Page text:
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Differences between Bipolar, Split personality and Schizrophrenia watch

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    What are the differences between these 3 mental illnesses? I took Psychology for a day and asked my teacher about the difference but I forgot it but Schizophrenia and Split personality looks quite similar.
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    (Original post by Fasih123)
    What are the differences between these 3 mental illnesses? I took Psychology for a day and asked my teacher about the difference but I forgot it but Schizophrenia and Split personality looks quite similar.
    In bipolar you have manic episodes (ups) and depressive episodes. When you are manic you may have delusions, but you don’t have hallucinations.

    In schizophrenia you have hallucinations and delusions. They may last longer than a manic episode would, and they don’t typically have the same history of ‘ups and downs’.

    There is debate about whether split personality disorder is a real diagnosis, or whether the people that demonstrate the symptoms are actually part of something else. People with this essentially seem to dissociate from their ‘self’ and exhibit the personality of a completely different person. Whether this is a delusion or actual dissociation is difficult to tell. There’s a good documentary on YouTube following a woman with it that I recommend.
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    Schizophrenia, if my memory serves, is more of a ‘blanket term’ and is used to refer to a very wide range of symptoms. Split Personality Disorder on the other hand is much more specific in terms of its symptoms. However it is generally referred to by media such as films as Schizophrenia, hence the general confusion about the two.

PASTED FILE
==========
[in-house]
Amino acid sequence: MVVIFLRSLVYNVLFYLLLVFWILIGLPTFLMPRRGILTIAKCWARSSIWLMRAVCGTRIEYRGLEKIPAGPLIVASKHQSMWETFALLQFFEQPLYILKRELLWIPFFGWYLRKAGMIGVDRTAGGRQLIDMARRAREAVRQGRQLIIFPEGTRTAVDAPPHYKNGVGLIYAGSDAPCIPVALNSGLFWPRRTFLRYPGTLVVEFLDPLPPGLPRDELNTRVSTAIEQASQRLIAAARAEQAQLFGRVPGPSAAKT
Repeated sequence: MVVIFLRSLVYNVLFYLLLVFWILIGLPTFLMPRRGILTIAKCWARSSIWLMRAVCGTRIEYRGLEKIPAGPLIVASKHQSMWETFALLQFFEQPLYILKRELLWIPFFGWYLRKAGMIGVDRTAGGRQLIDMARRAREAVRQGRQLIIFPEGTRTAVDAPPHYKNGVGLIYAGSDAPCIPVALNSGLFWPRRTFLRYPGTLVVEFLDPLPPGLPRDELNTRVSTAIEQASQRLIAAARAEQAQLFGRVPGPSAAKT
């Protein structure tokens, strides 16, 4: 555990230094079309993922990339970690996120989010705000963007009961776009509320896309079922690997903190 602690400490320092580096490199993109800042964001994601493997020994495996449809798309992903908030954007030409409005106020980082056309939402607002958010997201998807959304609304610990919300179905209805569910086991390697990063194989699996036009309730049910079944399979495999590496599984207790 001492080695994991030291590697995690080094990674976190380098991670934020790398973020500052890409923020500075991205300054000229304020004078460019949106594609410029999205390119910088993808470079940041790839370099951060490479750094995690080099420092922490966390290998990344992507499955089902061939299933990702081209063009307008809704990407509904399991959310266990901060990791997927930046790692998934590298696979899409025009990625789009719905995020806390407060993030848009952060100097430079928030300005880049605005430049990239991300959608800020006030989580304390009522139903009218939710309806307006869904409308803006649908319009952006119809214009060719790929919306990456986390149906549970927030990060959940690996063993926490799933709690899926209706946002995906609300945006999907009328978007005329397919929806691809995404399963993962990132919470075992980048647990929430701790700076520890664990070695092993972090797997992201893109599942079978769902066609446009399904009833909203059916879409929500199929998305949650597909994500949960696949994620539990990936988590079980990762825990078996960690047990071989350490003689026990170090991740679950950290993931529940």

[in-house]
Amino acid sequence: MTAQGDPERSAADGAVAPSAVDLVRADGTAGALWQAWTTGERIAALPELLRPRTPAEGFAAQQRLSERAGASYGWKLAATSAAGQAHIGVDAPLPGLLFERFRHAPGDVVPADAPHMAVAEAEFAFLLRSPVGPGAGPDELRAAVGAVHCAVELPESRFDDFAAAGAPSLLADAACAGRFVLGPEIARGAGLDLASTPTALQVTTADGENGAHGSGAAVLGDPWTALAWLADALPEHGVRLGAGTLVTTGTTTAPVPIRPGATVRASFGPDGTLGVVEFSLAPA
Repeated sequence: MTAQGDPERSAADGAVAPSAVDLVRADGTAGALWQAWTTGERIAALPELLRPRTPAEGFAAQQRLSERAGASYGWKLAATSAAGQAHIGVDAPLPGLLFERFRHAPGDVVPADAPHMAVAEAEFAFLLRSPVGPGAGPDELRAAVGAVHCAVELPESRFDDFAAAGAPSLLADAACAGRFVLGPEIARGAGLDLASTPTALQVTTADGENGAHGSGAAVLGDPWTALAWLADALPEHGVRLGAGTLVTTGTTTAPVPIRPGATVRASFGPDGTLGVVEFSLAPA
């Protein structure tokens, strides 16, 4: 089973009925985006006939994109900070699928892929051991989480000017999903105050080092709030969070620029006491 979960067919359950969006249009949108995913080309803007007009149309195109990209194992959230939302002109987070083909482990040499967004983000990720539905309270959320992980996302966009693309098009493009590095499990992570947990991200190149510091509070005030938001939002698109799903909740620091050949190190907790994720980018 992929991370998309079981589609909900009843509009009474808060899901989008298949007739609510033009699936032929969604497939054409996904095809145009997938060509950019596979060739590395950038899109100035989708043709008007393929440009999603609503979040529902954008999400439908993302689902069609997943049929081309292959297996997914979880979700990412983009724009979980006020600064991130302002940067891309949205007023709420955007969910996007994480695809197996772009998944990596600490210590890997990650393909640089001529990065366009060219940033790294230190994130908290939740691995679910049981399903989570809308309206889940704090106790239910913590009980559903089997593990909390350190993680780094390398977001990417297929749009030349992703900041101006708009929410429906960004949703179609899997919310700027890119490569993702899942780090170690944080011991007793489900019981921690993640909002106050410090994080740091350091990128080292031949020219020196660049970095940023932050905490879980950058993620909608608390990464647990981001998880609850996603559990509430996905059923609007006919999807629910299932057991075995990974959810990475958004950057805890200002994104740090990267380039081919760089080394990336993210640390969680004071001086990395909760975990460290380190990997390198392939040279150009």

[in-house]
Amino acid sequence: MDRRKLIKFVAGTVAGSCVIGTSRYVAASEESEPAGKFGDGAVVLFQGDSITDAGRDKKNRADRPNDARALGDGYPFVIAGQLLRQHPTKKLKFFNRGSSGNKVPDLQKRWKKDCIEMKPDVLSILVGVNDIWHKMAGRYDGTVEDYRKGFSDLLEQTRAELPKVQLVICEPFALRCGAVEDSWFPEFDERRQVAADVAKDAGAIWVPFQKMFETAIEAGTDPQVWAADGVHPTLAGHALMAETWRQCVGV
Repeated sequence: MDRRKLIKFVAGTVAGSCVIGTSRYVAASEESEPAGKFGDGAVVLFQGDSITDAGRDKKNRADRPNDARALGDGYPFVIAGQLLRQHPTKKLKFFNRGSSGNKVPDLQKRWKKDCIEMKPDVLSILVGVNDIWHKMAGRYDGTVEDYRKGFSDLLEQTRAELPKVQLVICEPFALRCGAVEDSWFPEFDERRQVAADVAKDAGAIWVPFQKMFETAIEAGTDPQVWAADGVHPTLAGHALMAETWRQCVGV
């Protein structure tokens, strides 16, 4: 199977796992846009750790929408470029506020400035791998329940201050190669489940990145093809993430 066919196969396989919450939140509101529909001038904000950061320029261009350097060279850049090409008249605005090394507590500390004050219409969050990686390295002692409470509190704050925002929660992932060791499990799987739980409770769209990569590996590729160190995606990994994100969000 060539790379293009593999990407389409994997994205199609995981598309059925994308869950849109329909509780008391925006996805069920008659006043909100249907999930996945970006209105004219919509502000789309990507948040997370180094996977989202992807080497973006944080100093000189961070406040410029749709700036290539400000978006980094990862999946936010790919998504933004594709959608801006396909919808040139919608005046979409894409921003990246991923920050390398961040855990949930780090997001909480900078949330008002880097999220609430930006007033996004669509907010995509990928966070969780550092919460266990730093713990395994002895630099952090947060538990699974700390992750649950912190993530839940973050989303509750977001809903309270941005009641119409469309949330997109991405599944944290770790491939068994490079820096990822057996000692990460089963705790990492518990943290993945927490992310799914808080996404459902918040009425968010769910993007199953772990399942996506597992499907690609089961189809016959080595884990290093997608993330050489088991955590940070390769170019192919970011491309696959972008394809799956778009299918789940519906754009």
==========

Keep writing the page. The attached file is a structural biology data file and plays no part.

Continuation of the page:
Bipolar is also more specific, and affects mood, not personality.
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    (Original post by ax12)
    In bipolar you have manic episodes (ups) and depressive episodes. When you are manic you may have delusions, but you don’t have hallucinations.

    In schizophrenia you have hallucinations and delusions. They may last longer than a manic episode would, and they don’t typically have the same history of ‘ups and downs’.

    There is debate about whether split personality disorder is a real diagnosis, or whether the people that demonstrate the symptoms are actually part of something else. People with this essentially seem to dissociate from their ‘self’ and exhibit the personality of a completely different person. Whether this is a delusion or actual dissociation is difficult to tell. There’s a good documentary on YouTube following a woman with it that I recommend.

    I have to disagree with your explaination of Bipolar,
    Yes the ups and downs are correct but people who has Bipolar CAN have hallucinations as well as delusions in fact it's quite common, and of course hallucinations can also be a seperate symptom on their own like psychotic episodes can be a symptom, although they're more likely to be part of specific disorders,